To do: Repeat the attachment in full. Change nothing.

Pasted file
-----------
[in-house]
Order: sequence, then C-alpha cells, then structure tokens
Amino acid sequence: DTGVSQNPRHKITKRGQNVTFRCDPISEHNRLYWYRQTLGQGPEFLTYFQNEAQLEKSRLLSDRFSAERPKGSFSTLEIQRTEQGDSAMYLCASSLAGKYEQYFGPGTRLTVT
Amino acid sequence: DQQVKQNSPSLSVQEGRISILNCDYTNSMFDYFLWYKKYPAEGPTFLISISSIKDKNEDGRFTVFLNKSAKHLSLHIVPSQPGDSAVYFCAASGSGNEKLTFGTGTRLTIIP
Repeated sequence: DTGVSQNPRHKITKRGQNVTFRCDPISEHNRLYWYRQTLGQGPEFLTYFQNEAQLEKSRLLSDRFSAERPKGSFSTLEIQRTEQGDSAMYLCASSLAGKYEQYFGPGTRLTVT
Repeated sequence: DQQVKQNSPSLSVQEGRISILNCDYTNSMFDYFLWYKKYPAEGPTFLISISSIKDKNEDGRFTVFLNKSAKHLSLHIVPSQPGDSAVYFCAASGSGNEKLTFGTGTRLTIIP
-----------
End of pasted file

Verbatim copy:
[in-house]
Order: sequence, then C-alpha cells, then structure tokens
Amino acid sequence: DTGVSQNPRHKITKRGQNVTFRCDPISEHNRLYWYRQTLGQGPEFLTYFQNEAQLEKSRLLSDRFSAERPKGSFSTLEIQRTEQGDSAMYLCASSLAGKYEQYFGPGTRLTVT
Amino acid sequence: DQQVKQNSPSLSVQEGRISILNCDYTNSMFDYFLWYKKYPAEGPTFLISISSIKDKNEDGRFTVFLNKSAKHLSLHIVPSQPGDSAVYFCAASGSGNEKLTFGTGTRLTIIP
Repeated sequence: DTGVSQNPRHKITKRGQNVTFRCDPISEHNRLYWYRQTLGQGPEFLTYFQNEAQLEKSRLLSDRFSAERPKGSFSTLEIQRTEQGDSAMYLCASSLAGKYEQYFGPGTRLTVT
Repeated sequence: DQQVKQNSPSLSVQEGRISILNCDYTNSMFDYFLWYKKYPAEGPTFLISISSIKDKNEDGRFTVFLNKSAKHLSLHIVPSQPGDSAVYFCAASGSGNEKLTFGTGTRLTIIP